My Celtic ancestors believed everything charged with a presence of the divine. The ancient Celts, and, also the pre-Christian Celts had a great belief in the spirit of a place. They believed in the spirit of the trees, birds, fish, animals, all of creation. How similar then is this spirituality with the spirituality of the Native Americans? The late Pope, speaking in Phoenix, shocked a good number of people with the statement, “there was nothing in the spirituality of the Native Americans that contradicted Catholic teachings. So then as we reclaim the sense of reverence for all of creation we will see that this reverence is not only necessary for physical survival, but for a healthy spirituality as well. I would like to suggest the opposite of the sacramental view of life, is to be bored, and to see life as boring. We have the awe-full vision, a wonder-full vision, or we have the bored or indifferent sightless, lifeless vision of reality. We completely miss out from the light giving presence of the sacred.

Jesus tells us He has come, “That we have life and have it to the fullest.” So what has happened to our life of excitement? What has happened to the excitement? What has happened that has caused us to lose our zest for life? Why then do our Eucharist celebrations lack vigor and vitality? What has caused us to see life, and our relationships, through the eyes of indifference and boredom? Why then do we go about with feelings of boredom, masking anger? “Anam Cara” page 64 says, “To the indifferent eye, nothing calls or awakens. Indifference is one of the hallmarks of our times. It is said that indifference is necessary for power; to hold control one has to be successfully indifferent to the needs and vulnerabilities of those under control. Thus indifference calls for a great commitment to non-vision. To ignore things demands incredible mental energy. Without even knowing it, indifference can place you beyond the frontiers of compassion, healing, and love. When you become indifferent, you give all your power away. Your imagination becomes fixated in the limbo of cynicism and despair.”
To help us get a handle on this, we need to stop and develop an understanding of time and the sacrament of the present moment. There is “chronos time” and “kairos time.” Chronos time is clock time. Kairos time are those moments which our God uses to break into our lives as we stop, are still, and listen (a real difficult thing to do). Kairos time is the time when Reality, God, breaks through into our understanding and change is brought about. We are no longer blind, we are beginning to see. Kairos time is actually each and every moment of our daily lives.
We need then the gift of faithful sight. We need the gifts of faith and wonder to see in each and every moment of our existence, the presence of God. The scriptures tell us, “Now is the acceptable time.” There is No Other Way (N-O-W) except in the wonder of this “now” moment to encounter, to meet our God. This Kairos time is a time of intensity. It is a time of mystery. Our full participation in the church’s liturgical calendar and the celebration of its season offers us an opportunity to celebrate, and so intensify, the God presence in each one of us and in every moment of our lives. This participation allows us to celebrate the sacredness of time.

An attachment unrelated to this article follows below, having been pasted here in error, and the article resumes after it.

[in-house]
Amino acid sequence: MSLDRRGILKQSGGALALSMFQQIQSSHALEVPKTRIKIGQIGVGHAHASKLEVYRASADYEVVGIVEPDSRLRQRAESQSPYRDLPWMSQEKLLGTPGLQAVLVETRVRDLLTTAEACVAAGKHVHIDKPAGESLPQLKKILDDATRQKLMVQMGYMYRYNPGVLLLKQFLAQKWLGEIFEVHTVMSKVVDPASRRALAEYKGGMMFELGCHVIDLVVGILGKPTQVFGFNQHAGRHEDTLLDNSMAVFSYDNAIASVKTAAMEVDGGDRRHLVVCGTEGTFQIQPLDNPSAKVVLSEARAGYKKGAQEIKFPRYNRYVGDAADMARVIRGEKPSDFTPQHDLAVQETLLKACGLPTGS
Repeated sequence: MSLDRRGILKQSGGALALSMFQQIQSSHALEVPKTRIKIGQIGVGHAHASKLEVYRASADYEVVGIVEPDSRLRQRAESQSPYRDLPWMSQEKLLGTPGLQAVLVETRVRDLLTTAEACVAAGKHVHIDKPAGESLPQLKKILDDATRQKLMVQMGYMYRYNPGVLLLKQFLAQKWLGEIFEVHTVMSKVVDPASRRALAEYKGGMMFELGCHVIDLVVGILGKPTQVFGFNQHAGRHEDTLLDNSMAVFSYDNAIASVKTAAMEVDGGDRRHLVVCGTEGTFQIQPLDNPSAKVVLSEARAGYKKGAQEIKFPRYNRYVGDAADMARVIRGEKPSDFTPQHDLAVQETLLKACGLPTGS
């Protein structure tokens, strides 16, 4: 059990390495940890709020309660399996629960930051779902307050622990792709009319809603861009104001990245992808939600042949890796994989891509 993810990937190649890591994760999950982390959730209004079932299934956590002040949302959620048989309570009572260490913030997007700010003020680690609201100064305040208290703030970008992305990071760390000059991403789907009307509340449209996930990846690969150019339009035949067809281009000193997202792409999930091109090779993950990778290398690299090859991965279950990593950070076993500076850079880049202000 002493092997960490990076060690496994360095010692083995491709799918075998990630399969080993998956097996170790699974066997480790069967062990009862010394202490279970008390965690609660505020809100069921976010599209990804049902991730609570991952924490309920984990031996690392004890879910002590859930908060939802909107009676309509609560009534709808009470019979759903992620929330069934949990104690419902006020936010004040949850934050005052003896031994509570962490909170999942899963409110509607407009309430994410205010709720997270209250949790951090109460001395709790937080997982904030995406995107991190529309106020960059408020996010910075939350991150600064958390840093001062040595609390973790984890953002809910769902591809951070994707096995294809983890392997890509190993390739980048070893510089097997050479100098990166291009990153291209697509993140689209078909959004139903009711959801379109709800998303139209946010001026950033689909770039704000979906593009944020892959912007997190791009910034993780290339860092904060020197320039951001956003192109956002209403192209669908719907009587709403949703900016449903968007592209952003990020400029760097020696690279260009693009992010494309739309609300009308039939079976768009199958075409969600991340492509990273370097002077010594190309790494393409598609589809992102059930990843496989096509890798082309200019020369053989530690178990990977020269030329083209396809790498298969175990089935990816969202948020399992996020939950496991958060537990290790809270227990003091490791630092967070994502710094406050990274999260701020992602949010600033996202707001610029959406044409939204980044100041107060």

It allows us to celebrate our own individual sacred journey through time even as we celebrate within a community of faith. This is the opposite of being bored.
The paradox is, we always need our individual spiritual journey to be celebrated within the communities journey. Our lives are only boring then when we fail to stop, see, and experience in each moment, each event, each person, as the place of our encounter with the living God. Our whole life then becomes sacramental, our whole life becomes a sacrament. Where there is life, there is God. Where there is love of life, there is God. Let us take the advice of John of the Cross, “Where there is no love, so love, and you will find love,” and life. Where there is no love, no life, no wonder, no awe, no mystery, no wonder, we say there is no God because there is no zest for life. Saint Irenaeus says, “The Glory of God is the human person, man and woman fully alive.”

We have to constantly ask for an ever deepening faith to see all creation as the reality of God. “Heldegard of Bingen” says, “Good People, most royal greening verdancy, rooted in the sun, you shine with radiant light. In this circle of earthly existence you shine so finely, it surpasses understanding. God hugs you. You are encircled by the arms of the mystery of God...and as human persons view creation with compassion, in trust, they see the Lord. It is God which humankind is then able to recognize in every living thing. Does not humanity know that God is the world’s creator? Just as it occurred to God to create humankind, so it occurs to God to save those that trust in him.” We ask for the deepening faith so we can meet God in all the moments of our lives, not just the moment we choose. We ask for the deep faith, see our God not only in happy and joyous moments, but also in the sacramental moments of pain, suffering, and loss. We can pray with the blind man, “Lord that I may see.”